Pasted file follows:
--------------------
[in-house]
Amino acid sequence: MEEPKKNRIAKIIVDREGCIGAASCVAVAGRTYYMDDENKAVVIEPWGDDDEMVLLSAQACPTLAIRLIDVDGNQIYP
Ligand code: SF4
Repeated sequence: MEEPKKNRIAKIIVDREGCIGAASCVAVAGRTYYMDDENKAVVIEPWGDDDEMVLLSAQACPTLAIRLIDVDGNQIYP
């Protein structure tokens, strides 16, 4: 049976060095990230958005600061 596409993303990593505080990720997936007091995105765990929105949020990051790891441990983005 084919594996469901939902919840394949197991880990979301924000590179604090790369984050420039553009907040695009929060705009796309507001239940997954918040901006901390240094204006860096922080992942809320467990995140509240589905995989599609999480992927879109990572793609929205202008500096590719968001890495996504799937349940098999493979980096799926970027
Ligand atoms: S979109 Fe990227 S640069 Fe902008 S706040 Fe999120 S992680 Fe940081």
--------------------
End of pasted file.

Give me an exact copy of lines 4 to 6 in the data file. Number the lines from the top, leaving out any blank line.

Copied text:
Repeated sequence: MEEPKKNRIAKIIVDREGCIGAASCVAVAGRTYYMDDENKAVVIEPWGDDDEMVLLSAQACPTLAIRLIDVDGNQIYP
């Protein structure tokens, strides 16, 4: 049976060095990230958005600061 596409993303990593505080990720997936007091995105765990929105949020990051790891441990983005 084919594996469901939902919840394949197991880990979301924000590179604090790369984050420039553009907040695009929060705009796309507001239940997954918040901006901390240094204006860096922080992942809320467990995140509240589905995989599609999480992927879109990572793609929205202008500096590719968001890495996504799937349940098999493979980096799926970027
Ligand atoms: S979109 Fe990227 S640069 Fe902008 S706040 Fe999120 S992680 Fe940081």